Another Chinese product safety issue has arisen, that of toxic drywall.
At the height of the U.S. housing boom, when building materials were in short supply, American construction companies used millions of pounds of Chinese-made drywall because it was abundant and cheap.
Now that decision is haunting hundreds of homeowners and apartment dwellers who are concerned that the wallboard gives off fumes that can corrode copper pipes, blacken jewelry and silverware, and possibly sicken people… Researchers do not know yet what causes the reaction, but possible culprits include fumigants sprayed on the drywall and material inside it. The Chinese drywall is also made with a coal byproduct called fly ash that is less refined than the form used by U.S. drywall makers.
Dozens of homeowners in the Southeast have sued builders, suppliers and manufacturers, claiming the very walls around them are emitting smelly sulfur compounds that are poisoning their families and rendering their homes uninhabitable… Builders have filed their own lawsuits against suppliers and manufacturers, claiming they unknowingly used the bad building materials.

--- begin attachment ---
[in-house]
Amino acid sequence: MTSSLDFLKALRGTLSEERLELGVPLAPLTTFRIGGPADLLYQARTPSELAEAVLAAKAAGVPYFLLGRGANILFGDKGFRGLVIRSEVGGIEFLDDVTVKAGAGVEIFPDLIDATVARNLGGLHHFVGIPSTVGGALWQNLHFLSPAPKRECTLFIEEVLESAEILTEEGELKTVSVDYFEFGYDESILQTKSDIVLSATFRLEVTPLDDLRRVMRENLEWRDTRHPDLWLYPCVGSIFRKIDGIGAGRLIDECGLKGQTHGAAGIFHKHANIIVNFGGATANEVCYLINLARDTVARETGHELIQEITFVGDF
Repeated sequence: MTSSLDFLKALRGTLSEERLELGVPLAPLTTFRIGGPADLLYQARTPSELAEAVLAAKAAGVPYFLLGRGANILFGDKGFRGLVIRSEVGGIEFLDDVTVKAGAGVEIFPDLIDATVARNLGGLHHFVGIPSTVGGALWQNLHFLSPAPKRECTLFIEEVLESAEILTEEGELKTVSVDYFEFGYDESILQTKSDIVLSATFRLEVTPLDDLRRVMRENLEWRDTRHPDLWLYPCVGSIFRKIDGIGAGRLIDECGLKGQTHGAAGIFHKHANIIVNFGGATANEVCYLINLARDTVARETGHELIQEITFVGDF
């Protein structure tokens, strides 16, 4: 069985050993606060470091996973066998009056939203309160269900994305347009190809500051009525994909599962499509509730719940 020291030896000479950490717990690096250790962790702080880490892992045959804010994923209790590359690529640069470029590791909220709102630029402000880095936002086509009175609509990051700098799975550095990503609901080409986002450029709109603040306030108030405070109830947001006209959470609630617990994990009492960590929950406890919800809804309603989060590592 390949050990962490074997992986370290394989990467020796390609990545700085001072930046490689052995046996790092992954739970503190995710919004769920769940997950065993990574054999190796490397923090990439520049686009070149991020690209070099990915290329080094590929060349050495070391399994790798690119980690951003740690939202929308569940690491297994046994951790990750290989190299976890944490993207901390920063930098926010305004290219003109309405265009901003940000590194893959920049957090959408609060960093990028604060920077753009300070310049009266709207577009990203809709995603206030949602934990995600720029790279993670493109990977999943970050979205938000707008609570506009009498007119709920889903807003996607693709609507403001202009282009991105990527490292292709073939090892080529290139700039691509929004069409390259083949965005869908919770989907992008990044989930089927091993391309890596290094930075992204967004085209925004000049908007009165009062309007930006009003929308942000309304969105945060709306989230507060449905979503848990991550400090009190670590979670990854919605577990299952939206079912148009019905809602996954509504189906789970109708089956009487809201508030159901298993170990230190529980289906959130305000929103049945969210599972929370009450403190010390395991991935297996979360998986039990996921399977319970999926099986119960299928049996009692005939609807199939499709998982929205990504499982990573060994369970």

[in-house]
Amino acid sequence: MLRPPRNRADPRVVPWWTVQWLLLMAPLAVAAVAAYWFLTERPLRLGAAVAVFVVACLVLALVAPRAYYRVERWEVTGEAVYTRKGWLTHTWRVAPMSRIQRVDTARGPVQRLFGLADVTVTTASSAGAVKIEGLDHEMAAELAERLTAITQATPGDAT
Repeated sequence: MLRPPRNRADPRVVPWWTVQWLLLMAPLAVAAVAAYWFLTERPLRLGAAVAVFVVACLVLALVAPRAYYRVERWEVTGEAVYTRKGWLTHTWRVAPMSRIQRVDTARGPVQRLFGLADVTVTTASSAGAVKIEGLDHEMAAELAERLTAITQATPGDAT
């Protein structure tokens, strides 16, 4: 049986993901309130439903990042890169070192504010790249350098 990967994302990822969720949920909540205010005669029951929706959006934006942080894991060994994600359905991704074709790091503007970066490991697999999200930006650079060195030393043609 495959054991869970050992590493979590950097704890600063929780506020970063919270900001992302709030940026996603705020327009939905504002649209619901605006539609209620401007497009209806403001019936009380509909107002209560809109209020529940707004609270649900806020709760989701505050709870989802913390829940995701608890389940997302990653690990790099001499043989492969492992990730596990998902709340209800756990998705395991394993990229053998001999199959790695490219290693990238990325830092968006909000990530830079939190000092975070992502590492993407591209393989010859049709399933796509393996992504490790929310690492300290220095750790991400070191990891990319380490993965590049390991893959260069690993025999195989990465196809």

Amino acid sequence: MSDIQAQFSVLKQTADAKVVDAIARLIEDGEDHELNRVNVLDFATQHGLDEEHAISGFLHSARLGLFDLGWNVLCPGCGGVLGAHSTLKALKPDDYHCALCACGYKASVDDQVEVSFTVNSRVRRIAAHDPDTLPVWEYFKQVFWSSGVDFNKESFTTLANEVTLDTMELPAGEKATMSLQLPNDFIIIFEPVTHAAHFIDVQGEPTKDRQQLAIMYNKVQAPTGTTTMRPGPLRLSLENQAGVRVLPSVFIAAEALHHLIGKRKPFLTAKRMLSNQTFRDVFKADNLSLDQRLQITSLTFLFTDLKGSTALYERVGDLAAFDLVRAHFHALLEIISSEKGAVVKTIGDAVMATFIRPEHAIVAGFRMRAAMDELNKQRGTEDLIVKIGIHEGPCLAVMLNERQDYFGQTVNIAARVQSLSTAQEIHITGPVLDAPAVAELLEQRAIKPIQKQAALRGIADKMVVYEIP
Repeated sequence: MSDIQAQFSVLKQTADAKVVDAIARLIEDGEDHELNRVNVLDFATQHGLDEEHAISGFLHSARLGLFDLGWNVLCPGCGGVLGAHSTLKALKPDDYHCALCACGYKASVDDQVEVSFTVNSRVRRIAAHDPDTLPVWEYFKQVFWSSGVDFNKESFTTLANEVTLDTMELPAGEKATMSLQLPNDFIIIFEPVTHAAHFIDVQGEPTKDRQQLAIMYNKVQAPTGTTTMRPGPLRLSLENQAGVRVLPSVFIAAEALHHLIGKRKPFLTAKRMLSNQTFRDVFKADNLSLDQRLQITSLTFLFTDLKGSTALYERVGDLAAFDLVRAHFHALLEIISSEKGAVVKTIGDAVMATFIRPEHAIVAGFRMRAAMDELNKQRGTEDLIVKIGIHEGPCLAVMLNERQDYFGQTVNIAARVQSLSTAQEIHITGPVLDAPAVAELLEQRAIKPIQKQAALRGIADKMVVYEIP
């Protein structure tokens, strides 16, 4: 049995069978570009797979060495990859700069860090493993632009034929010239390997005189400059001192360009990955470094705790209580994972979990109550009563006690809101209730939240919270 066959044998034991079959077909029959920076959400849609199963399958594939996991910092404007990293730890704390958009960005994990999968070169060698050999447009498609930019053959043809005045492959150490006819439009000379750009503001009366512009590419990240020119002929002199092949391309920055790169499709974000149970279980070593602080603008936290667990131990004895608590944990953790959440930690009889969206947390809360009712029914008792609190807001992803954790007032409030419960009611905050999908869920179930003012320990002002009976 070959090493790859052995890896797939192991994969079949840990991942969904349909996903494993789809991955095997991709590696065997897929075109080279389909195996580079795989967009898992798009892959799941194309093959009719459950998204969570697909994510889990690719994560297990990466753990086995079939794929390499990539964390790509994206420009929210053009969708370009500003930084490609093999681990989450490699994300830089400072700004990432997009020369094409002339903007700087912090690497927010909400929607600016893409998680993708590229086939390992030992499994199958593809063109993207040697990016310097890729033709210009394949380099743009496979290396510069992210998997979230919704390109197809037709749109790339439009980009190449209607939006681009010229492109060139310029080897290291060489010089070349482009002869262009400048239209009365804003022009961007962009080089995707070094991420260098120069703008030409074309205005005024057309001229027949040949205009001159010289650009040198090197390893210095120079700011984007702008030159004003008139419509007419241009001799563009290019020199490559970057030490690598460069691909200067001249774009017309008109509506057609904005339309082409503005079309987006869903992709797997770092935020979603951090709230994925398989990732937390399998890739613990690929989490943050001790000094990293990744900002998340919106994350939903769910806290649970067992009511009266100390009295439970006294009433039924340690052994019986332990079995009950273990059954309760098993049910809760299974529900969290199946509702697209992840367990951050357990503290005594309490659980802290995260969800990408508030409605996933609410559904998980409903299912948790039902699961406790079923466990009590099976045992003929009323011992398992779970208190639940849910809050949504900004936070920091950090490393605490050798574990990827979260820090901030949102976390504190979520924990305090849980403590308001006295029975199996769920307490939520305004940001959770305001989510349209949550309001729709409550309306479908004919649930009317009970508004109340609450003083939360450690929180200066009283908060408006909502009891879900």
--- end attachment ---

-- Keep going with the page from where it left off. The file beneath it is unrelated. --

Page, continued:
It is estimated that 100,000 houses in the US could have been affected. It has also been claimed that the drywall emits sulfur gasses that are causing respiratory ailments.
There are plans to ban China-made drywall. A class-auction law suit is pending.
See also past CDT posts on noxious drywall.